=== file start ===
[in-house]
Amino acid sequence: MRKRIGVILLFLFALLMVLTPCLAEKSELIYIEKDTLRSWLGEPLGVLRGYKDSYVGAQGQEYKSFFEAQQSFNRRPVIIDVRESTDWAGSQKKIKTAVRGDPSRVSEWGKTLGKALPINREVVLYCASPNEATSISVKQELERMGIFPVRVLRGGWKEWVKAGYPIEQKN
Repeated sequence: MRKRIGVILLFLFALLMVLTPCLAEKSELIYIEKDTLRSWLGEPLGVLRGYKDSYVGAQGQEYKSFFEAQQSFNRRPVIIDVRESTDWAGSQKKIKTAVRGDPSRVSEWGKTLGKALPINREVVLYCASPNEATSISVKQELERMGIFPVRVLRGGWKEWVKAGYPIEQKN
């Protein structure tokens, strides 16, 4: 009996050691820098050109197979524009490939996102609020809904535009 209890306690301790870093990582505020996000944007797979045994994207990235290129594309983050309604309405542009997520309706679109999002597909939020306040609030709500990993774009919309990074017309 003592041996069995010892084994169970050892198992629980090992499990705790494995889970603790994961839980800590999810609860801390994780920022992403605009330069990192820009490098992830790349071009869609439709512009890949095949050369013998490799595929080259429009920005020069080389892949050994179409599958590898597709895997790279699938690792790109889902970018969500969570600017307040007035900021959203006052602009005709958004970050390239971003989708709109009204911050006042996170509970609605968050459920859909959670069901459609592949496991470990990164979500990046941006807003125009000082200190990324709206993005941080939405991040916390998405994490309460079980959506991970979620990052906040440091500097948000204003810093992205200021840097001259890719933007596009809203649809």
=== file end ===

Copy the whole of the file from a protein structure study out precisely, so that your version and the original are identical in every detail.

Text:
[in-house]
Amino acid sequence: MRKRIGVILLFLFALLMVLTPCLAEKSELIYIEKDTLRSWLGEPLGVLRGYKDSYVGAQGQEYKSFFEAQQSFNRRPVIIDVRESTDWAGSQKKIKTAVRGDPSRVSEWGKTLGKALPINREVVLYCASPNEATSISVKQELERMGIFPVRVLRGGWKEWVKAGYPIEQKN
Repeated sequence: MRKRIGVILLFLFALLMVLTPCLAEKSELIYIEKDTLRSWLGEPLGVLRGYKDSYVGAQGQEYKSFFEAQQSFNRRPVIIDVRESTDWAGSQKKIKTAVRGDPSRVSEWGKTLGKALPINREVVLYCASPNEATSISVKQELERMGIFPVRVLRGGWKEWVKAGYPIEQKN
């Protein structure tokens, strides 16, 4: 009996050691820098050109197979524009490939996102609020809904535009 209890306690301790870093990582505020996000944007797979045994994207990235290129594309983050309604309405542009997520309706679109999002597909939020306040609030709500990993774009919309990074017309 003592041996069995010892084994169970050892198992629980090992499990705790494995889970603790994961839980800590999810609860801390994780920022992403605009330069990192820009490098992830790349071009869609439709512009890949095949050369013998490799595929080259429009920005020069080389892949050994179409599958590898597709895997790279699938690792790109889902970018969500969570600017307040007035900021959203006052602009005709958004970050390239971003989708709109009204911050006042996170509970609605968050459920859909959670069901459609592949496991470990990164979500990046941006807003125009000082200190990324709206993005941080939405991040916390998405994490309460079980959506991970979620990052906040440091500097948000204003810093992205200021840097001259890719933007596009809203649809």